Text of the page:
Templar Tarot : The Journey

Templar Tarot: The Journey

Author: Stephen Dafoe
Artist: Allen Chester
Inspired By Design
2009
ISBN #978-0-9715867-1-0

“This project is dedicated to the seekers of truth that desire to know themselves through the eternal wisdom of the ages.”
Allen Chester, Artist

“Templar Tarot: The Journey” takes off where the “Templar Tarot” left off. Quite literally – the added (79th) card from the “Templar Tarot” becomes the first card in “Templar Tarot: The Journey”. The set includes the 79 cards from the original deck, an additional 21 cards (forming a second Major Arcana), and a 175 page companion book.

In his introduction, Etienne Thevou talks about the song played by the figure in the Magic Flute – the 79th card of the original deck, the first card of the new Major Arcana. Eight years after the publication of the original deck, it is now time for this new song to be played. In this new deck, the story of the Tarot unfolds alongside the story of the Templars. Where the story of the original “Templar Tarot” was a speculative story of the Templar knights, the new arcana tells the story from the point of historical reference.

In his artist’s statement, Chester notes that he paints primarily from a trance state, with music playing in the background. There were no conceptual drawings, no preconceived color schemes. In essence, past ideas and memories were allowed to be channeled into this work. The task of connecting his paintings to a written interpretation was entrusted to historian and author Stephen Dafoe. (Note: Mr. Dafoe is also founder and owner of “The Templar History Magazine”.)

In his introduction to “Templar Tarot: The Journey”, Dafoe speaks of the power of language and the power of symbols. He sees the Tarot as a form of meditative self-analysis, a psychology of symbolism. He also notes that the Tarot can be used as a mnemonic device, where the cards act as a book or a reference to a group’s teachings.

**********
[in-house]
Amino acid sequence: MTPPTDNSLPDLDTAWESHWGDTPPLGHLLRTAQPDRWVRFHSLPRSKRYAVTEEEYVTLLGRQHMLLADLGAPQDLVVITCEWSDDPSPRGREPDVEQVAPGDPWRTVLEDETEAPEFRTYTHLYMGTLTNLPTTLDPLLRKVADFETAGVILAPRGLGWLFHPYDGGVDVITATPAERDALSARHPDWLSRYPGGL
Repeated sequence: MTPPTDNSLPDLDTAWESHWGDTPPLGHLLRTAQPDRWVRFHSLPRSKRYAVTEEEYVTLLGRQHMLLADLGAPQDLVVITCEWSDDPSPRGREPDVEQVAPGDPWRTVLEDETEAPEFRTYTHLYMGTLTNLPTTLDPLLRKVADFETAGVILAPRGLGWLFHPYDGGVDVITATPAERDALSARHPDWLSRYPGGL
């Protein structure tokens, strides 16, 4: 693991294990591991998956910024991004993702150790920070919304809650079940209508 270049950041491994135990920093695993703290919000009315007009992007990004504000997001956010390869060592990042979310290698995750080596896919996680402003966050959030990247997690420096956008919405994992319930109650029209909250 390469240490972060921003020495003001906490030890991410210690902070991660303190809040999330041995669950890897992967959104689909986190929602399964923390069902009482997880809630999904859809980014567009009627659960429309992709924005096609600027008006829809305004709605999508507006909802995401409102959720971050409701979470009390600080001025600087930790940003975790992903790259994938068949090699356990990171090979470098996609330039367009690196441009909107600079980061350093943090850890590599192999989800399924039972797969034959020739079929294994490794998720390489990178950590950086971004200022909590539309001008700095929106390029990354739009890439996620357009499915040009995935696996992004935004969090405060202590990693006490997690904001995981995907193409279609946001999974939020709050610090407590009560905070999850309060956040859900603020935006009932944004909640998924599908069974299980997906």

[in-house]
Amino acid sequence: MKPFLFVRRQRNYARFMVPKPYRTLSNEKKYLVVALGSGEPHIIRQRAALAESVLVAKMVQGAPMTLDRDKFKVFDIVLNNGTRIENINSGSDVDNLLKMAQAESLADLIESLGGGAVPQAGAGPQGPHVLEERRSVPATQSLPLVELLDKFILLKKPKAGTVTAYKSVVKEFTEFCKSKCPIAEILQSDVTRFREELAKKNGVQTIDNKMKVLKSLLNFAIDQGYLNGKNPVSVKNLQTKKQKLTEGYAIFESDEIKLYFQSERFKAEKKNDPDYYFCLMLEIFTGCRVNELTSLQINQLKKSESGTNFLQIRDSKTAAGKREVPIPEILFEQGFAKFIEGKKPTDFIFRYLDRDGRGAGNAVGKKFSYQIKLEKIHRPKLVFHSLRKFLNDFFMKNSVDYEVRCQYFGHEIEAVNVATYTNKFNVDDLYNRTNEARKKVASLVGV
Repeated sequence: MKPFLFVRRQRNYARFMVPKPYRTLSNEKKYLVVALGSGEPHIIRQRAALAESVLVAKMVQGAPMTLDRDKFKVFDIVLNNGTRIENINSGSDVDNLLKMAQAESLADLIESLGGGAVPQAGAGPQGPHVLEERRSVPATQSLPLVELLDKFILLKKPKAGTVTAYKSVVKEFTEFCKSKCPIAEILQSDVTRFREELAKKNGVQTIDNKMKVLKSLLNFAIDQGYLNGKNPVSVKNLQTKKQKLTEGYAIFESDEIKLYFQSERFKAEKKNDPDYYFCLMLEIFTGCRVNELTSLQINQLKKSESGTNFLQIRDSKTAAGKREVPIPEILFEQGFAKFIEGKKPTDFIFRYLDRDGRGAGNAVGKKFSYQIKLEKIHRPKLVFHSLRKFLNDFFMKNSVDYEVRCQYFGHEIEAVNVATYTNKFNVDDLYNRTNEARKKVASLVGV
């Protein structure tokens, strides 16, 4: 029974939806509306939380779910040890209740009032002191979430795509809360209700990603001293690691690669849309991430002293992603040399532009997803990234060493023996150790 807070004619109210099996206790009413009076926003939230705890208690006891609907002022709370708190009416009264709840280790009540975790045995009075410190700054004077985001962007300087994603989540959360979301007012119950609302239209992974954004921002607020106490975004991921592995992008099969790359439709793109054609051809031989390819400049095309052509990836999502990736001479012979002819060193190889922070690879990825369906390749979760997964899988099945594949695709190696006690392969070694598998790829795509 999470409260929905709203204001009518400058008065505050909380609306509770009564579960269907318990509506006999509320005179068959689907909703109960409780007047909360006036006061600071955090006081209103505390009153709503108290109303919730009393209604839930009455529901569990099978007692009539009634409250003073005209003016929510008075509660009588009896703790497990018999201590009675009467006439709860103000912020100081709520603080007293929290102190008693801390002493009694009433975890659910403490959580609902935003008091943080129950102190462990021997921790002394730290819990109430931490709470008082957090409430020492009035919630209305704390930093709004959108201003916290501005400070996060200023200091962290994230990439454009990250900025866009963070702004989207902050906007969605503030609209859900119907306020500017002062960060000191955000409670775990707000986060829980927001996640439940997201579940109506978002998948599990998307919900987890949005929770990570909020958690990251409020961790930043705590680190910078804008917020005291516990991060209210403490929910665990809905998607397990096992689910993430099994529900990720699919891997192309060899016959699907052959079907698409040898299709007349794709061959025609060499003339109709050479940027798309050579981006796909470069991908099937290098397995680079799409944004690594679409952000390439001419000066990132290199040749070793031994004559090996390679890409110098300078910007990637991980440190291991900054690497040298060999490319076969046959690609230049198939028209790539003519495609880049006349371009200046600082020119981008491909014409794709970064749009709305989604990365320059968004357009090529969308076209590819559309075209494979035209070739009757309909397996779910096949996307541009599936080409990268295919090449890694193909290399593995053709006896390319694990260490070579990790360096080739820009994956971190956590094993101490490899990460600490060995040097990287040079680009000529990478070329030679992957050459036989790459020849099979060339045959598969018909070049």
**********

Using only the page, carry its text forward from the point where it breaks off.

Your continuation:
The new deck serves this purpose, as it expands on the revelations and lessons in the original Templar deck. It is meant to reveal the birth, life and death of the Templar Order, between the years of 1119 and 1314. Each card provides the student with a chapter in the Templar history, with symbolic contents drawn fro Pagan, Christian, Islamic, and Judaic thought and symbolism. Of course, not all has been revealed.

May those who seek, find.
May those who find, be transformed.
May those transformed, enlighten others.
(From the companion book.)

The companion book begins with the new Tarot cards, broken down into three divisions: Birth, Life, and Death. The titles are as follows:

Birth:

Card 22 Obligation
Card 23 Beatitude
Card 24 Semblance
Card 25 The True Cross
Card 26 Discipline
Card 27 Fecundity
Card 28 Grand Master

Life:

Card 29 Affinity
Card 30 Sapience
Card 31 Synthesis
Card 32 Jihad
Card 33 Quietus
Card 34 Darkness Visible
Card 35 Jinn

Death:

Card 36 Avarice
Card 37 Polarity
Card 38 Betrayal
Card 39 Interrogtion
Card 40 Dissolution
Card 41 Caliginosity
Card 42 Pilgrimage
Card 000 Ascension

Each card is presented with an accompanying black and white illustration. Included in the text is the card’s Historic Context, Symbolic Context, Divinatory Meaning, and Reversed Meaning.

This is followed by a section on the original “Templar Tarot” cards, with the text by Daria Keller. The presentation for the Major Arcana is that of a black and white illustration of the card, accompanied by a paragraph on the card itself, followed by the Divinatory Meaning and the Reversed Meaning. The Court Cards and Pips (numbered cards) show a black and white illustration, an explanation of the card, and Divinatory and Reversed meanings.

The suits are Staves, Cups, Swords, and Pentacles. The Court Cards are entitled King, Queen, Knight, and Page. The Major Arcana titles, along with their associations, are as follows:

The Fool (The Pilgrim)
The Magician (The Troubadour)
The High Priestess (Mary Magdalene)